In Nigeria, dried Tithonia leaves were included in the diet of breeding does without alteration of fertility or prolificacy, but the highest tested level was 7.2% of the diet (Ayodele et al., 2014). Several trials in Nigeria have reported good results for growth and reproduction obtained with a 2:1 mixture of Mexican sunflower leaf meal and dried blood, mostly replacing oil meals. The inclusion of this mixture at up to 15% of the diet induced similar or slightly improved growth performance without alteration of serum parameters or reproductive aptitudes of males (Ajayi et al., 2007; Ajayi et al., 2009Ajayi et al., 2012Olabanji et al., 2007aOlabanji et al., 2007b). The addition of dried blood to Mexican sunflower leaf meal enhanced the already high concentration of lysine in the leaf protein but worsened the deficit in sulphur-containing amino acids. Generally, it is recommended to include other sources of sulphur-containing amino acids, such as cereals or cereal by-products, to obtain a balanced ration based on Tithonia leaves, particularly if blood meal is included in the diet.

Veterinary medicine

For rabbits suffering from scabies, a recurring skin problem of rabbits raised in tropical countries, a Tithonia leaf extract (300 g of leaves extracted in 100 ml of water) applied 4 times per day over a period of 5 days on the affected areas was as efficient as ivermectin to treat the condition (Vu Thi Thu Hang et al., 2012).

Nutritional tables

Avg: average or predicted value; SD: standard deviation; Min: minimum value; Max: maximum value; Nb: number of values (samples) used

Includes the leaves and variable amounts of stems and petioles

Main analysis Unit Avg SD Min Max Nb  
Dry matter % as fed 19.8 7.3 1.5 29.5 12  
Crude protein % DM 21.2 5.0 11.7 27.5 24  
Crude fibre % DM 20.2 10.1 12.0 33.5 8  
NDF % DM 44.7 5.8 33.3 55.9 18  
ADF % DM 35.3 6.5 24.1 47.6 17  
Lignin % DM 9.2 4.3 6.6 17.9 6  
Ether extract % DM 2.7 1.0 1.9 5.2 9  
Ash % DM 12.2 1.7 9.7 14.1 11  
Gross energy MJ/kg DM 17.7         *
Minerals Unit Avg SD Min Max Nb  
Calcium g/kg DM 21.4 3.3 15.8 24.7 6  
Phosphorus g/kg DM 3.6 0.2 3.2 3.9 6  
Potassium g/kg DM 39.8       1  
Magnesium g/kg DM 0.6 0.1 0.5 0.7 5  
Ruminant nutritive values Unit Avg SD Min Max Nb  
OM digestibility, ruminants % 71.8 12.3 58.5 82.9 3  
Energy digestibility, ruminants % 70.5         *
DE ruminants MJ/kg DM 12.5         *
ME ruminants MJ/kg DM 9.9         *
Nitrogen digestibility, ruminants % 79.9 11.2 67.8 89.9 3  
a (N) % 35.6   35.6 35.6 2  
b (N) % 58.8   58.8 58.8 2  
c (N) h-1 0.240   0.240 0.240 2  
Nitrogen degradability (effective, k=4%) % 86   86 86 2 *
Nitrogen degradability (effective, k=6%) % 83   83 83 2 *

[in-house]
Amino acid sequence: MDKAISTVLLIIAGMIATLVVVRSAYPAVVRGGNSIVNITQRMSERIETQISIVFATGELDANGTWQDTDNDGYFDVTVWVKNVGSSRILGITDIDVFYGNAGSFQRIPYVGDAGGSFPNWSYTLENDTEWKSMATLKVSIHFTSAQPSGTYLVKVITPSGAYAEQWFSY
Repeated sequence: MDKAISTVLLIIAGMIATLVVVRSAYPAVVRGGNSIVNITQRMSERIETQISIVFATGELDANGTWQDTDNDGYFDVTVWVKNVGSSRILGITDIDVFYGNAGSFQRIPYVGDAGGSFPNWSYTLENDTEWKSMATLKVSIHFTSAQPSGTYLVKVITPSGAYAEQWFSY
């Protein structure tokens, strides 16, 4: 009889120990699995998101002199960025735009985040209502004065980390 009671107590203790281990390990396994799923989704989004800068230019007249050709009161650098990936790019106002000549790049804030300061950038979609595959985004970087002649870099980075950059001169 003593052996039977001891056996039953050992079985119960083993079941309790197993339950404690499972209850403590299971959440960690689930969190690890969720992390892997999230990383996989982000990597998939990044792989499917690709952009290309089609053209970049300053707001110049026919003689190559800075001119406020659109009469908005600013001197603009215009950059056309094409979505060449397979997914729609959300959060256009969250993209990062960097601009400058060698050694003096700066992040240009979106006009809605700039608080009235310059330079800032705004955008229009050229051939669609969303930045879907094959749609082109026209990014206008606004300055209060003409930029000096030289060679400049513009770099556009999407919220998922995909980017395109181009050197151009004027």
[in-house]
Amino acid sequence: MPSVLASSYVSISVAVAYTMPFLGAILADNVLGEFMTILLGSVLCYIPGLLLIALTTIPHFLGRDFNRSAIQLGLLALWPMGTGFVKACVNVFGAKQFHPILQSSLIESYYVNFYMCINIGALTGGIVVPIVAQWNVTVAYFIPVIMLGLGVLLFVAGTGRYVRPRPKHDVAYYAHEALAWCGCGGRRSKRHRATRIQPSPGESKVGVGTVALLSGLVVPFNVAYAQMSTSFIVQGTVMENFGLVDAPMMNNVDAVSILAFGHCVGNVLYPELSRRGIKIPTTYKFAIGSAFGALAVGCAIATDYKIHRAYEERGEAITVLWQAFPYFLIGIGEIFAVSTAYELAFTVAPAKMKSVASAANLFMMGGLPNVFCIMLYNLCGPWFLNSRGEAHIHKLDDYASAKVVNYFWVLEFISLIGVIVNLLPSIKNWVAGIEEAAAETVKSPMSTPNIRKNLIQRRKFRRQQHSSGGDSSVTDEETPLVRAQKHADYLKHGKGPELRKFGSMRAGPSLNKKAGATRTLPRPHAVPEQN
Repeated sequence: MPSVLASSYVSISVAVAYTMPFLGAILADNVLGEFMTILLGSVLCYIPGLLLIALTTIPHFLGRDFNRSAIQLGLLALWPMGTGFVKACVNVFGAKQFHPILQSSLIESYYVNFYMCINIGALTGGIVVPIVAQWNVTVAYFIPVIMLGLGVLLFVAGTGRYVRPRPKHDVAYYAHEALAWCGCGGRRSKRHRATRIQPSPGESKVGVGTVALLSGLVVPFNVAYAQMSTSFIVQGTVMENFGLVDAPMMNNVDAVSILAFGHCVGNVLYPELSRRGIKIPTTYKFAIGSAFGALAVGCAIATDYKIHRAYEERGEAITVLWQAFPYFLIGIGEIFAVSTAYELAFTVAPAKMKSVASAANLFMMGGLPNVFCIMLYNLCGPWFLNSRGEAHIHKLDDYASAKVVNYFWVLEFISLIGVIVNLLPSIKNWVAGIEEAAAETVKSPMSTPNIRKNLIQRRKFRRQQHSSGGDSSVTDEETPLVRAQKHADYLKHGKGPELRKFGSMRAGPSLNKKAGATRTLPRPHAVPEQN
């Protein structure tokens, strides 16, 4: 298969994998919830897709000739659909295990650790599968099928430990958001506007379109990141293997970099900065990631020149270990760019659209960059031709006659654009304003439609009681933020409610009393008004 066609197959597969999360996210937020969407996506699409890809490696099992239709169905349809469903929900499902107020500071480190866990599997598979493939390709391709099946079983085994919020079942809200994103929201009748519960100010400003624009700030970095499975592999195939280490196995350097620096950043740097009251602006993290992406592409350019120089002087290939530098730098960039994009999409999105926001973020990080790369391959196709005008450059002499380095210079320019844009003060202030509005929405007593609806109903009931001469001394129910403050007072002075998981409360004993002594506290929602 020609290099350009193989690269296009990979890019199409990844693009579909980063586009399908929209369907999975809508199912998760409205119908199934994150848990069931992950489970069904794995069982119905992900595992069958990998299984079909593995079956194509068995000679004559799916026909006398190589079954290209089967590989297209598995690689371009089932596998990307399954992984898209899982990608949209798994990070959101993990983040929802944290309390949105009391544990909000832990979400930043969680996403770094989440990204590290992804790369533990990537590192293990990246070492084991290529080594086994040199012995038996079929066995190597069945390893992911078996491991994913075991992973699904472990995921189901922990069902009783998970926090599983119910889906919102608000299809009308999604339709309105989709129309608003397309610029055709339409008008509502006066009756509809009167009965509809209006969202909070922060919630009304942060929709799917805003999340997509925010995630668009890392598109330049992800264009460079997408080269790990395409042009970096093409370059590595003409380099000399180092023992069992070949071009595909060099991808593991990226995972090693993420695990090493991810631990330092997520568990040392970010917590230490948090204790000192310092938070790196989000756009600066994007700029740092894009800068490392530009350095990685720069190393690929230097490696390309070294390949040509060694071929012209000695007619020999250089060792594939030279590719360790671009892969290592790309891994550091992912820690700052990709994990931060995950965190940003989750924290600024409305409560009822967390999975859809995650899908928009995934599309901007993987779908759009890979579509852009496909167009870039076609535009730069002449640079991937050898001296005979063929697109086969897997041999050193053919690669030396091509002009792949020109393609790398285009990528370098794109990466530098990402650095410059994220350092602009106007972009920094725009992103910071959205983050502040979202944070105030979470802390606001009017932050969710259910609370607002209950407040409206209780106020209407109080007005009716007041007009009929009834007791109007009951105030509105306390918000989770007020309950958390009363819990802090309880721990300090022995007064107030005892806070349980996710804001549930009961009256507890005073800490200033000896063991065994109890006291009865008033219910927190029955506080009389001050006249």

The asterisk * indicates that the average value was obtained by an equation.


CIRAD, 1991; FUSAGx/CRAW, 2009; Gualberto et al., 2011; Mauricio et al., 2014; Naranjo et al., 2011; Navarro et al., 1990; Ngo Hong Chin et al., 2012; Nguyen Thi Thu Hong et al., 2013; Nguyen Van Sao et al., 2010; Osuga et al., 2006; Pathoummalangsy et al., 2008; Verdecia et al., 2011

Last updated on 15/12/2014 16:52:12

Includes the leaves and variable amounts of stems and petioles

Main analysis Unit Avg SD Min Max Nb  
Dry matter % as fed 86.7 3.2 81.4 90.2 10  
Crude protein % DM 21.3 4.1 16.0 29.7 15  
Crude fibre % DM 14.9 4.0 10.0 21.8 10  
NDF % DM 39.4 15.7 26.5 63.2 7  
ADF % DM 31.7 10.3 23.1 43.3 5  
Lignin % DM 6.5 2.3 3.7 10.0 5  
Ether extract % DM 4.6 1.2 2.8 7.0 10  
Ash % DM 13.4 1.3 11.1 16.2 14  
Gross energy MJ/kg DM 17.7         *
Minerals Unit Avg SD Min Max Nb  
Calcium g/kg DM 18.4       1  
Phosphorus g/kg DM 4.3       1  
Amino acids Unit Avg SD Min Max Nb  
Alanine % protein 6.1       1  
Arginine % protein 6.2       1  
Aspartic acid % protein 13.3       1  
Cystine % protein 1.0       1  
Glutamic acid % protein 12.2       1  
Glycine % protein 5.1       1  
Histidine % protein 2.3       1  
Isoleucine % protein 4.3       1  
Leucine % protein 7.6       1  
Lysine % protein 5.4       1  
Methionine % protein 1.6       1  
Phenylalanine % protein 5.5       1  
Proline % protein 3.9       1  
Serine % protein 5.1       1  
Threonine % protein 4.3       1  
Tyrosine % protein 3.5       1  
Valine % protein 5.3       1  
Ruminant nutritive values Unit Avg SD Min Max Nb  
OM digestibility, ruminants % 54.7   49.3 60.0 2  
Energy digestibility, ruminants % 53.7         *
DE ruminants MJ/kg DM 9.5         *
ME ruminants MJ/kg DM 7.6         *
Nitrogen digestibility, ruminants % 75.3   64.1 86.4 2  

The asterisk * indicates that the average value was obtained by an equation.


Ajayi et al., 2007; CIRAD, 1991; Ekeocha et al., 2012; Fasuyi et al., 2011; Odedire et al., 2014; Olayeni et al., 2006; Osuga et al., 2012; Pathoummalangsy et al., 2008; Premaratne et al., 1998; Togun et al., 2006; Togun et al., 2006; Wambui et al., 2006; Zogang et al., 2013

Last updated on 15/12/2014 16:31:35

Datasheet citation 

Heuzé V., Tran G., Giger-Reverdin S., Lebas F., 2016. Mexican sunflower (Tithonia diversifolia). Feedipedia, a programme by INRA, CIRAD, AFZ and FAO. http://www.feedipedia.org/node/15645 Last updated on February 22, 2016, 14:05

English correction by Tim Smith (Animal Science consultant) and Hélène Thiollet (AFZ)